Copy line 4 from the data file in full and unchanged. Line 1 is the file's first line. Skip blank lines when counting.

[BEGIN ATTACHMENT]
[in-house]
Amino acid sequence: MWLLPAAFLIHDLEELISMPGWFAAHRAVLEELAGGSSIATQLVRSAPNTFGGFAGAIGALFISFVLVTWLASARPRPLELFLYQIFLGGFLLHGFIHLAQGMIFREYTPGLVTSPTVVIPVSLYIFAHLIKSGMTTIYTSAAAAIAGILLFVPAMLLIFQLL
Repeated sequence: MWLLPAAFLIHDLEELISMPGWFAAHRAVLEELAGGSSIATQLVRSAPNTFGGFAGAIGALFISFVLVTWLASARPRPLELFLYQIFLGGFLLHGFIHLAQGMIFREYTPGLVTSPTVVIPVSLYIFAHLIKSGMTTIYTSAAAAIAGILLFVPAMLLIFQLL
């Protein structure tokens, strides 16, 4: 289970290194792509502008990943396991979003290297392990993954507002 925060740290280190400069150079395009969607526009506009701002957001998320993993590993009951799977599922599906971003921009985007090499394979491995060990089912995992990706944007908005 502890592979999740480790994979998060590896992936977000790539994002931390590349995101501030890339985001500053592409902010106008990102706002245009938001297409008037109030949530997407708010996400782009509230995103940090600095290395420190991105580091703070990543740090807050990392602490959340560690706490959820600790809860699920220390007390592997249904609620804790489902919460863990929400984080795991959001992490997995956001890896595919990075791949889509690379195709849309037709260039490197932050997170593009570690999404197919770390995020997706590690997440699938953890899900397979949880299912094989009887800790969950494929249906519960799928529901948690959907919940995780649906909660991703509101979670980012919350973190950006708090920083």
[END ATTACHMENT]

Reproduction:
């Protein structure tokens, strides 16, 4: 289970290194792509502008990943396991979003290297392990993954507002 925060740290280190400069150079395009969607526009506009701002957001998320993993590993009951799977599922599906971003921009985007090499394979491995060990089912995992990706944007908005 502890592979999740480790994979998060590896992936977000790539994002931390590349995101501030890339985001500053592409902010106008990102706002245009938001297409008037109030949530997407708010996400782009509230995103940090600095290395420190991105580091703070990543740090807050990392602490959340560690706490959820600790809860699920220390007390592997249904609620804790489902919460863990929400984080795991959001992490997995956001890896595919990075791949889509690379195709849309037709260039490197932050997170593009570690999404197919770390995020997706590690997440699938953890899900397979949880299912094989009887800790969950494929249906519960799928529901948690959907919940995780649906909660991703509101979670980012919350973190950006708090920083």